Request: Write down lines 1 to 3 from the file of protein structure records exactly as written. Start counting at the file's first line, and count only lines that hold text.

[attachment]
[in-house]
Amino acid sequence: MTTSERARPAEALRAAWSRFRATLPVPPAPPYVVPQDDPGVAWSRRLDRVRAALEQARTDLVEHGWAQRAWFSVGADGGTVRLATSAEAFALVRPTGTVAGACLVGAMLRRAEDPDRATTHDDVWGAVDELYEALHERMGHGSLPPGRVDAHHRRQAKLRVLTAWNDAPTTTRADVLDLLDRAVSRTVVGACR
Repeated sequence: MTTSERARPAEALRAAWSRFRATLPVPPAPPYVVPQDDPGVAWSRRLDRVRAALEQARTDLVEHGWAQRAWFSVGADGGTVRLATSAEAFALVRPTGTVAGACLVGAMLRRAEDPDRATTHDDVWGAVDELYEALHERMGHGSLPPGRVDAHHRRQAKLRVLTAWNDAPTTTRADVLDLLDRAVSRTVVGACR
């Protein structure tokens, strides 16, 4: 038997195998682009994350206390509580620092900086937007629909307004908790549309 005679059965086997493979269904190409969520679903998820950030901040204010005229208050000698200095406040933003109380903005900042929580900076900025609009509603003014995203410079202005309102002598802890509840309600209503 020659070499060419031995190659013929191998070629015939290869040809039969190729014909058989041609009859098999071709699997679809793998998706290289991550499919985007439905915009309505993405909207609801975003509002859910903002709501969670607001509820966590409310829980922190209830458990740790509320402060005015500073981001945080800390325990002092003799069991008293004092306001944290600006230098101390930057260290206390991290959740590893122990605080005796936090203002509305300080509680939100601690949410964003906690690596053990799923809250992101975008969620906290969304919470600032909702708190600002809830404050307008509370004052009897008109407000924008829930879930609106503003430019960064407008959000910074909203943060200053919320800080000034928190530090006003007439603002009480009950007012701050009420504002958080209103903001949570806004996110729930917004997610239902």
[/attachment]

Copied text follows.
[in-house]
Amino acid sequence: MTTSERARPAEALRAAWSRFRATLPVPPAPPYVVPQDDPGVAWSRRLDRVRAALEQARTDLVEHGWAQRAWFSVGADGGTVRLATSAEAFALVRPTGTVAGACLVGAMLRRAEDPDRATTHDDVWGAVDELYEALHERMGHGSLPPGRVDAHHRRQAKLRVLTAWNDAPTTTRADVLDLLDRAVSRTVVGACR
Repeated sequence: MTTSERARPAEALRAAWSRFRATLPVPPAPPYVVPQDDPGVAWSRRLDRVRAALEQARTDLVEHGWAQRAWFSVGADGGTVRLATSAEAFALVRPTGTVAGACLVGAMLRRAEDPDRATTHDDVWGAVDELYEALHERMGHGSLPPGRVDAHHRRQAKLRVLTAWNDAPTTTRADVLDLLDRAVSRTVVGACR